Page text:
Abortion Is Not A Thought Experiment


The Washington Post recently ran an op-ed by Kevin Williamson in which he addressed whether he supports capital punishment by hanging for women who have abortions ― a previously stated view that led to his high-profile firing from The Atlantic. 

Williamson asserted his earlier words did not represent his position at all, yet he continued to theorize how we should punish women for abortions if the practice is once again criminalized:

I differ from most pro-lifers in that I am willing to extend criminal sanctions to women who procure abortions and to those who enable abortions, assuming they are mentally competent adults ordinarily answerable for their actions.

The thing about Williamson’s thought experiment is that it’s really not a thought experiment at all: Across the U.S. and globally, politicians are proposing criminal sanctions for people seeking abortions. Women like Purvi Patel, Bei Bei Shuai, Anna Yocca, Kenlissia Jones and others have already been arrested or prosecuted for terminating their pregnancies (or for being suspected of doing so). Williamson’s theories are already being tested, and people are already being punished.

History has shown us that criminalizing abortion does not make it go away. It simply makes abortions harder to access, targets women of color for prosecution and fuels mass incarceration.

Instead of examining the current state of abortion in our nation, Williamson elevates France ― where abortion is legally restricted after the first trimester, with a few exceptions ― as a model. However, this argument overlooks a vital point of France’s policy: Health care, including abortion care, is readily accessible and funded by the government’s national health system.

Whether Williamson accepts it or not, abortion is an integral part of pregnancy and health care.

Like most other European countries, France makes abortion care widely available in hospitals and clinics, by vacuum aspiration or pill. In fact, medication abortion was approved for use in France in 1988, a full 12 years ahead of the U.S.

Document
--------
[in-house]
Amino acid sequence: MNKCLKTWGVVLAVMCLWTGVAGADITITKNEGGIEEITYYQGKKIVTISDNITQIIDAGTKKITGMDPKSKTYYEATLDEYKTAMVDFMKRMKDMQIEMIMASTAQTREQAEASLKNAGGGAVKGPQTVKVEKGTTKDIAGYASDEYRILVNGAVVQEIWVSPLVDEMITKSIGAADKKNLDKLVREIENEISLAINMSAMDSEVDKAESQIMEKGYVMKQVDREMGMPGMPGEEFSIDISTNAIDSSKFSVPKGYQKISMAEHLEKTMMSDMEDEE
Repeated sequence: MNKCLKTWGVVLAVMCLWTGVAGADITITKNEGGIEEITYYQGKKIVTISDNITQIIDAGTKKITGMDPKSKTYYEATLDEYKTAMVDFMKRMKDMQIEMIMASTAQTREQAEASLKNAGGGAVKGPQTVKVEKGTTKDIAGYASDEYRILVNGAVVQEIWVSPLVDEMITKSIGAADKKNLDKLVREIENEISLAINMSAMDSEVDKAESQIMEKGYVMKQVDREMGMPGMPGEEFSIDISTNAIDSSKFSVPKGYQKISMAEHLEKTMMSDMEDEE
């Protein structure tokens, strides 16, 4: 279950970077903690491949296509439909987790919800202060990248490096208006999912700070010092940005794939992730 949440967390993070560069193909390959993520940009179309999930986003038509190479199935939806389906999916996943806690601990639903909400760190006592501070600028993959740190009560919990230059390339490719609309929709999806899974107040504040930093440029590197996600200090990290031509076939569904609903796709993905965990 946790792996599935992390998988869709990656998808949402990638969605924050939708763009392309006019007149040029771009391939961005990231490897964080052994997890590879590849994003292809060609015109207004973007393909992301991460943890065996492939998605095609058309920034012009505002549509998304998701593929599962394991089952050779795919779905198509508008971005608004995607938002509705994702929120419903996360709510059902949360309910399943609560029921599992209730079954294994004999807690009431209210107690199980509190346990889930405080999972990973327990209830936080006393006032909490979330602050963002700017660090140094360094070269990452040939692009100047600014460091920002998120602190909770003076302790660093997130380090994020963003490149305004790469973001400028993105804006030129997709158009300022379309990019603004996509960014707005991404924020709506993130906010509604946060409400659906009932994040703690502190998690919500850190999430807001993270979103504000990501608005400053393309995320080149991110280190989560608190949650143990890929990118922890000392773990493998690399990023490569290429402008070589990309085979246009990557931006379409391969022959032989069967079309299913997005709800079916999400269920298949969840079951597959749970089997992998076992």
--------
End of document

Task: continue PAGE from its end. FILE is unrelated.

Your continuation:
Through national health systems, many European nations have eradicated significant challenges faced here in the U.S., including having to travel to a distant clinic, spending weeks saving funds for the procedure and fighting with insurance companies for coverage. Most European patients receive all their health care ― including contraception, prenatal care and abortion ― at no additional cost. The European abortion bans still make access difficult for those who need later abortion care; however, the large-scale efforts to make abortions accessible earlier simply cannot to be compared to current medical practices in the U.S.

While Williamson concedes that a French-inspired policy would not address more than 90 percent of abortions, he believes the “gradual legal prohibition of abortion, even if it were enforced with relatively mild penalties, would close the clinics and separate the medical profession from the abortion business.”

It seems that he is unaware that several states have already unconstitutionally — nonetheless successfully — attempted this, including his home state of Texas. And the closure of clinics has not decreased women’s need for abortions. Instead, it has led to lessened early abortion access and increased waiting times, which simply forces patients to delay abortions and require more expensive later abortion procedures. Patients generally prefer abortion as early in pregnancy as possible, when the procedure is also safest.

History has shown us that criminalizing abortion does not make it go away.